Home Brew Forums

Home Brew Forums (http://www.homebrewtalk.com/forum.php)
-   General Techniques (http://www.homebrewtalk.com/f13/)
-   -   Treatment of Roasted Grain: What's Your Preference? (http://www.homebrewtalk.com/f13/treatment-roasted-grain-whats-your-preference-385133/)

Brulosopher 01-27-2013 10:50 PM

Treatment of Roasted Grain: What's Your Preference?
 
I'm so curious how all of you folks treat your roasted and highly kilned grains. Do you cold steep, add them in the last 10 minutes of your mash, just throw all of your grains in for the entire mash length, or something else? Please consider viewing the poll and answering whatever's closest, for fun.

The impetus for this post is that I recently received scores back from a local Dry Stout competition. I'm not a huge fan of this style and had never brewed it, traditionally at least. I received a 31, 30, and 26 from three BJCP judges. Not terrible, but one piece of feedback that all the judges gave is that my beer was slightly astringent, which I believe is the result of both not treating my very soft water and adding all of my grains at the beginning of the mash. However, the one time I tried throwing them in the last 10 minutes of the mash, on an American Stout, it resulted in a beer with very little roastiness. Your thoughts, opinions, suggestions, and whatever else are very much appreciated.

Cheers!

Brulosopher 01-27-2013 11:17 PM

I guess no one else uses roasted grains ;)

BigEd 01-27-2013 11:29 PM

Quote:

Originally Posted by Brulosopher (Post 4833577)
I guess no one else uses roasted grains ;)

It's been less than 30 minutes since you asked. :rolleyes:

Everybody in the pool. Honestly, while this topic seems to get repeated play here and at other forums I don't get it. I've never encountered any problem that would require the removal and separate steeping of roasted grains from the grist bill. If any commercial brewer on the planet uses such a grain separation technique I'd be very surprised.

Post your stout recipe along with water profile. That could supply some possible answers to the astringency question. :mug:

Uziyahu 01-27-2013 11:35 PM

I added my roasted grains totally separate from the mash in the last stout I made. After the mash, I steeped them in the wort. It worked well for me, but I only did this because I ran out of room in my mash tun.

jiggs_casey 01-27-2013 11:42 PM

I've never given it much thought! But, I've never had a beer in a competition either. That being said, it does make me think about it a bit. If mashing in your darker grains gives off an astringincy or an acrid taste then why wouldn't you want to cold steep them? I've got a little free time later, I've got some chocolate malt that I'm not going to be using for anything anytime soon. I'll have to make a 'tea' from both of them and see what differences I get.

Edited: Okay, here's another question. I just saw another post regarding coffee stouts where the recipe calls for dumping already prepared coffee into the bottling bucket. Why not just mash the coffee in with everything else? Astrigincy? I'm obviously trying to draw a connection between off flavors in dark grain and coffee... :) Does it exist?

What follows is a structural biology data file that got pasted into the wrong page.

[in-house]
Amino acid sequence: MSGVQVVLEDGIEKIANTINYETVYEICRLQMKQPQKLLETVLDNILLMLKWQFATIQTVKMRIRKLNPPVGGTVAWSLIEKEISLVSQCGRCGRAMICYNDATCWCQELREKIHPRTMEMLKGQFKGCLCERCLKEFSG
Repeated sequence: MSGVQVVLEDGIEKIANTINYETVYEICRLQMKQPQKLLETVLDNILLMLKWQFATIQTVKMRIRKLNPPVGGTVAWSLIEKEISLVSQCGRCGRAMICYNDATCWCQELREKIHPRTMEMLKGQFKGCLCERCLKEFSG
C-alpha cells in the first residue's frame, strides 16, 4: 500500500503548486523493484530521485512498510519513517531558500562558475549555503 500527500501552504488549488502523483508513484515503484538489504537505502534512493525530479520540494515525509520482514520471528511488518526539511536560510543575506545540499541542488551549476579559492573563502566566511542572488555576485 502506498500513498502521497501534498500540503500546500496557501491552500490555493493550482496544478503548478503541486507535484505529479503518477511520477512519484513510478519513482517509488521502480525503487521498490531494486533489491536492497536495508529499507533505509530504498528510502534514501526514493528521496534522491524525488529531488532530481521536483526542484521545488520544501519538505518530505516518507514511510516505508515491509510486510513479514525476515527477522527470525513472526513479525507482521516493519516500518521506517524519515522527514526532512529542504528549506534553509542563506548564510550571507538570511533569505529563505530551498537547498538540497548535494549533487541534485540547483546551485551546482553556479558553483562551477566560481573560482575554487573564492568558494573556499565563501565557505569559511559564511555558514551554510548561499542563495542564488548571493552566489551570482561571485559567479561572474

Pappers_ 01-27-2013 11:44 PM

Quote:

Originally Posted by Brulosopher (Post 4833511)
. . . However, the one time I tried throwing them in the last 10 minutes of the mash, on an American Stout, it resulted in a beer with very little roastiness. . .

That's the issue. I have brewed red ales where I wanted color but not roasty flavor from the dark grains and achieved this by adding them to the mash during sparging.

Astringency can come about in many ways - sparging too hot can lead to harshness, tannins and astringency. Too high a percentage of dark roasted malts can lead to a harshness that might be mistaken for astringency. Water chemistry can be an issue, too.

Good luck!

ResumeMan 01-27-2013 11:48 PM

My last two dark beers I have gone the route of adding to the mash late in the process. Main reason was that I didn't want the acidic grains throwing my mash pH too low.

It did work out, but with some caveats. It definitely provided some roastiness, but less than I was expecting.

I have been trying to figure out what my next approach should be. I was thinking of simply upping the roast portion of the grain bill by 10-20%. Pre-steeping was something I was considering but then that's a whole other thing to pre-plan.

Curious to see if others add their thoughts.

Brulosopher 01-28-2013 01:06 AM

All great responses, thanks! I'm wondering what the difference would be if I didn't change my technique, but hardened my water?

kingwood-kid 01-29-2013 02:21 AM

Quote:

Originally Posted by ResumeMan (Post 4833692)
My last two dark beers I have gone the route of adding to the mash late in the process. Main reason was that I didn't want the acidic grains throwing my mash pH too low.

A little baking soda can go a long way to raise the pH. I added about 1g/gallon on my Courage 1914 Imperial clone, and despite a 2.75g batch containing a full pound of black patent, it was not remotely harsh.

Brulosopher 01-29-2013 12:19 PM

Quote:

Originally Posted by kingwood-kid (Post 4838241)
A little baking soda can go a long way to raise the pH. I added about 1g/gallon on my Courage 1914 Imperial clone, and despite a 2.75g batch containing a full pound of black patent, it was not remotely harsh.

This reminds me of something else. Being relatively new to water manipulation, I'm wondering if someone could provide the impact of different stuff on the wort pH (and other areas), particularly:

Roasted grain
Phosphoric/citric/lactic acid
Acidulated malt
Gypsum
Calcium Chloride
Baking Soda
Other stuff?

Also, feel free to go into details about when you would use the aforementioned stuff, i.e. beer types, water types, etc.

Cheers!


All times are GMT. The time now is 12:33 AM.

Copyright ©2000 - 2014, Jelsoft Enterprises Ltd.